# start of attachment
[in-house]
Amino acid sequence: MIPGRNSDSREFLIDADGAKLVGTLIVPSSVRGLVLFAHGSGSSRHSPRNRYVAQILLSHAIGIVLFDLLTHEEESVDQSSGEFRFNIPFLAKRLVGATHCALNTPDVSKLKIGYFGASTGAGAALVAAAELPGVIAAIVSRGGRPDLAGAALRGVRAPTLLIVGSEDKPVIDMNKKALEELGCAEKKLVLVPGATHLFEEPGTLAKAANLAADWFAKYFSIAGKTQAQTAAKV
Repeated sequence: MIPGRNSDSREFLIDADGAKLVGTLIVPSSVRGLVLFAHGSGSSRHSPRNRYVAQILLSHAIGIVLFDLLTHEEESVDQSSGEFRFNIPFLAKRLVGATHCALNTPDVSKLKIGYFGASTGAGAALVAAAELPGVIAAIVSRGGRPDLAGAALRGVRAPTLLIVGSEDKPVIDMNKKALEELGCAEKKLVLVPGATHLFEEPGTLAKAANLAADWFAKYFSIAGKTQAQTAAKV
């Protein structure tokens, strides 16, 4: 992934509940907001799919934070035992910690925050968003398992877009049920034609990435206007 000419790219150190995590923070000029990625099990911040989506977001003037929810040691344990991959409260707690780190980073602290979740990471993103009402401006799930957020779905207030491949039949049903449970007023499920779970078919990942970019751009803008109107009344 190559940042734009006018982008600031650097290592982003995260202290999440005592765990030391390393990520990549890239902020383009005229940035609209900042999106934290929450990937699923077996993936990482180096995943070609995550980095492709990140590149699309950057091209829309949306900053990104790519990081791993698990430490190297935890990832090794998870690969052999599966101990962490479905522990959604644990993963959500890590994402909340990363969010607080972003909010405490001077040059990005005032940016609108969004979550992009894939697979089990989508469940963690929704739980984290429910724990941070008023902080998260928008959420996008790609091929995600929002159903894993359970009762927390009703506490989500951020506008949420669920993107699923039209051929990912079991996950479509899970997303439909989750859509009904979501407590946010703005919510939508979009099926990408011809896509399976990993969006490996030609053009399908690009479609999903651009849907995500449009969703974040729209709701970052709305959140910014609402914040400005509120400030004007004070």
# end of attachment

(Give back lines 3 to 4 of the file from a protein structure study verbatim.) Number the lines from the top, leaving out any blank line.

Repeated sequence: MIPGRNSDSREFLIDADGAKLVGTLIVPSSVRGLVLFAHGSGSSRHSPRNRYVAQILLSHAIGIVLFDLLTHEEESVDQSSGEFRFNIPFLAKRLVGATHCALNTPDVSKLKIGYFGASTGAGAALVAAAELPGVIAAIVSRGGRPDLAGAALRGVRAPTLLIVGSEDKPVIDMNKKALEELGCAEKKLVLVPGATHLFEEPGTLAKAANLAADWFAKYFSIAGKTQAQTAAKV
């Protein structure tokens, strides 16, 4: 992934509940907001799919934070035992910690925050968003398992877009049920034609990435206007 000419790219150190995590923070000029990625099990911040989506977001003037929810040691344990991959409260707690780190980073602290979740990471993103009402401006799930957020779905207030491949039949049903449970007023499920779970078919990942970019751009803008109107009344 190559940042734009006018982008600031650097290592982003995260202290999440005592765990030391390393990520990549890239902020383009005229940035609209900042999106934290929450990937699923077996993936990482180096995943070609995550980095492709990140590149699309950057091209829309949306900053990104790519990081791993698990430490190297935890990832090794998870690969052999599966101990962490479905522990959604644990993963959500890590994402909340990363969010607080972003909010405490001077040059990005005032940016609108969004979550992009894939697979089990989508469940963690929704739980984290429910724990941070008023902080998260928008959420996008790609091929995600929002159903894993359970009762927390009703506490989500951020506008949420669920993107699923039209051929990912079991996950479509899970997303439909989750859509009904979501407590946010703005919510939508979009099926990408011809896509399976990993969006490996030609053009399908690009479609999903651009849907995500449009969703974040729209709701970052709305959140910014609402914040400005509120400030004007004070």